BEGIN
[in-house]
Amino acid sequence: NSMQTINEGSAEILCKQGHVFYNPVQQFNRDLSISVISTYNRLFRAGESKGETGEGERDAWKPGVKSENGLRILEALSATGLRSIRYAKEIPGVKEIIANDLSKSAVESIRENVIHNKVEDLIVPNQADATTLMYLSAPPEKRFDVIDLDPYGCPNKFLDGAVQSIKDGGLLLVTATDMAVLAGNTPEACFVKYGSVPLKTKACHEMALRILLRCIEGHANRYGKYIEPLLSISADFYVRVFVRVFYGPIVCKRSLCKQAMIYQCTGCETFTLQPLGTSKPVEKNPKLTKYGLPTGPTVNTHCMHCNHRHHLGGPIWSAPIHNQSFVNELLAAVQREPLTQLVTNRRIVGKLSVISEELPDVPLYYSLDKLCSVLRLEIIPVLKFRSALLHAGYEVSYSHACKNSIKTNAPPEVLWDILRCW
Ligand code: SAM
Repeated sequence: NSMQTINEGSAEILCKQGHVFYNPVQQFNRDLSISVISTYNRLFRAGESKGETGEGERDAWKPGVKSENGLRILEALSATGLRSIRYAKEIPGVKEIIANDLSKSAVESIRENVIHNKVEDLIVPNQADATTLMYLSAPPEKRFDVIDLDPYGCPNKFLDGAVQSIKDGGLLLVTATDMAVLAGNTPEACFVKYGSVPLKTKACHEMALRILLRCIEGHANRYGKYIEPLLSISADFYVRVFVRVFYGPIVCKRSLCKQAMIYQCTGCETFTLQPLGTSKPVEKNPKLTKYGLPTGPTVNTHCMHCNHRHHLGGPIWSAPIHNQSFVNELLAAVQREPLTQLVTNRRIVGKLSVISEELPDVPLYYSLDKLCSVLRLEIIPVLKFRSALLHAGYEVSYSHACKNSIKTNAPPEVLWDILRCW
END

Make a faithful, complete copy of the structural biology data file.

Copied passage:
[in-house]
Amino acid sequence: NSMQTINEGSAEILCKQGHVFYNPVQQFNRDLSISVISTYNRLFRAGESKGETGEGERDAWKPGVKSENGLRILEALSATGLRSIRYAKEIPGVKEIIANDLSKSAVESIRENVIHNKVEDLIVPNQADATTLMYLSAPPEKRFDVIDLDPYGCPNKFLDGAVQSIKDGGLLLVTATDMAVLAGNTPEACFVKYGSVPLKTKACHEMALRILLRCIEGHANRYGKYIEPLLSISADFYVRVFVRVFYGPIVCKRSLCKQAMIYQCTGCETFTLQPLGTSKPVEKNPKLTKYGLPTGPTVNTHCMHCNHRHHLGGPIWSAPIHNQSFVNELLAAVQREPLTQLVTNRRIVGKLSVISEELPDVPLYYSLDKLCSVLRLEIIPVLKFRSALLHAGYEVSYSHACKNSIKTNAPPEVLWDILRCW
Ligand code: SAM
Repeated sequence: NSMQTINEGSAEILCKQGHVFYNPVQQFNRDLSISVISTYNRLFRAGESKGETGEGERDAWKPGVKSENGLRILEALSATGLRSIRYAKEIPGVKEIIANDLSKSAVESIRENVIHNKVEDLIVPNQADATTLMYLSAPPEKRFDVIDLDPYGCPNKFLDGAVQSIKDGGLLLVTATDMAVLAGNTPEACFVKYGSVPLKTKACHEMALRILLRCIEGHANRYGKYIEPLLSISADFYVRVFVRVFYGPIVCKRSLCKQAMIYQCTGCETFTLQPLGTSKPVEKNPKLTKYGLPTGPTVNTHCMHCNHRHHLGGPIWSAPIHNQSFVNELLAAVQREPLTQLVTNRRIVGKLSVISEELPDVPLYYSLDKLCSVLRLEIIPVLKFRSALLHAGYEVSYSHACKNSIKTNAPPEVLWDILRCW